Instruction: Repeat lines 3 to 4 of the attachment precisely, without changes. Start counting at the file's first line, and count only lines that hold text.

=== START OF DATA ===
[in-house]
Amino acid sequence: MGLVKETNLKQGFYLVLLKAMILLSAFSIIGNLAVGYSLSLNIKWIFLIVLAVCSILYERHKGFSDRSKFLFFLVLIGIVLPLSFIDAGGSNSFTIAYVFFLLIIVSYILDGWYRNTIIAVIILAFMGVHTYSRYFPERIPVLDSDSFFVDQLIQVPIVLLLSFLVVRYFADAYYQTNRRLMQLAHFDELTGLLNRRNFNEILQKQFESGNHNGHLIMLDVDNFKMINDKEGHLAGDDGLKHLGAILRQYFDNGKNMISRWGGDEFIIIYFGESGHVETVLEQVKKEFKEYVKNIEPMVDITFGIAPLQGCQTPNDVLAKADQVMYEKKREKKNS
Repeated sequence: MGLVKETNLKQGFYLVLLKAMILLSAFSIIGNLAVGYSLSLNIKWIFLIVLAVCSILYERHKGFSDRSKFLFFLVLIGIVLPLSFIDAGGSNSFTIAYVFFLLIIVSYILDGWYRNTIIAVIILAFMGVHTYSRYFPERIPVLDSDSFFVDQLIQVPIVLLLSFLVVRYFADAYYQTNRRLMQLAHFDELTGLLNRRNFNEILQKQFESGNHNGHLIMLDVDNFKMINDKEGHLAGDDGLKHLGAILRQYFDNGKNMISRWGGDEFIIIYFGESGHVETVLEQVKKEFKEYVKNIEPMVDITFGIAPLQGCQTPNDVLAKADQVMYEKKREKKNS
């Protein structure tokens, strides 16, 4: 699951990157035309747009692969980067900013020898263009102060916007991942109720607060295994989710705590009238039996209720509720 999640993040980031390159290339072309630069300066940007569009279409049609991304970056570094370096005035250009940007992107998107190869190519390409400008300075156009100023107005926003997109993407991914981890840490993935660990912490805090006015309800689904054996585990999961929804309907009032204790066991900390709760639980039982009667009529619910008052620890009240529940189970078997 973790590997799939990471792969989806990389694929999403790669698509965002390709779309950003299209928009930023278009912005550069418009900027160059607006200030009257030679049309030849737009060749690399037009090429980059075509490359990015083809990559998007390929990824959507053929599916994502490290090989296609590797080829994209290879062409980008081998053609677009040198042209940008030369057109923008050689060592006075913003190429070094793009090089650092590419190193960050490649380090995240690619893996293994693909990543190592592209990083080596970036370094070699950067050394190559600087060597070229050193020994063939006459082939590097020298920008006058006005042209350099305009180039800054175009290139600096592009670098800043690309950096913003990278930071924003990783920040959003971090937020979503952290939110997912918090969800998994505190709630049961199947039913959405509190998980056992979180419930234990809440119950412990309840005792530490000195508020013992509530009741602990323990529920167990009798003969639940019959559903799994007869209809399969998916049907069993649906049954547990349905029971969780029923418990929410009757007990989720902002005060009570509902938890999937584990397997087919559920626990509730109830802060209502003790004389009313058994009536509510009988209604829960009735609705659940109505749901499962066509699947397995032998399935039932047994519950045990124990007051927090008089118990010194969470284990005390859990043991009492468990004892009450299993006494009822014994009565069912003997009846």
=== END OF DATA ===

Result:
Repeated sequence: MGLVKETNLKQGFYLVLLKAMILLSAFSIIGNLAVGYSLSLNIKWIFLIVLAVCSILYERHKGFSDRSKFLFFLVLIGIVLPLSFIDAGGSNSFTIAYVFFLLIIVSYILDGWYRNTIIAVIILAFMGVHTYSRYFPERIPVLDSDSFFVDQLIQVPIVLLLSFLVVRYFADAYYQTNRRLMQLAHFDELTGLLNRRNFNEILQKQFESGNHNGHLIMLDVDNFKMINDKEGHLAGDDGLKHLGAILRQYFDNGKNMISRWGGDEFIIIYFGESGHVETVLEQVKKEFKEYVKNIEPMVDITFGIAPLQGCQTPNDVLAKADQVMYEKKREKKNS
């Protein structure tokens, strides 16, 4: 699951990157035309747009692969980067900013020898263009102060916007991942109720607060295994989710705590009238039996209720509720 999640993040980031390159290339072309630069300066940007569009279409049609991304970056570094370096005035250009940007992107998107190869190519390409400008300075156009100023107005926003997109993407991914981890840490993935660990912490805090006015309800689904054996585990999961929804309907009032204790066991900390709760639980039982009667009529619910008052620890009240529940189970078997 973790590997799939990471792969989806990389694929999403790669698509965002390709779309950003299209928009930023278009912005550069418009900027160059607006200030009257030679049309030849737009060749690399037009090429980059075509490359990015083809990559998007390929990824959507053929599916994502490290090989296609590797080829994209290879062409980008081998053609677009040198042209940008030369057109923008050689060592006075913003190429070094793009090089650092590419190193960050490649380090995240690619893996293994693909990543190592592209990083080596970036370094070699950067050394190559600087060597070229050193020994063939006459082939590097020298920008006058006005042209350099305009180039800054175009290139600096592009670098800043690309950096913003990278930071924003990783920040959003971090937020979503952290939110997912918090969800998994505190709630049961199947039913959405509190998980056992979180419930234990809440119950412990309840005792530490000195508020013992509530009741602990323990529920167990009798003969639940019959559903799994007869209809399969998916049907069993649906049954547990349905029971969780029923418990929410009757007990989720902002005060009570509902938890999937584990397997087919559920626990509730109830802060209502003790004389009313058994009536509510009988209604829960009735609705659940109505749901499962066509699947397995032998399935039932047994519950045990124990007051927090008089118990010194969470284990005390859990043991009492468990004892009450299993006494009822014994009565069912003997009846």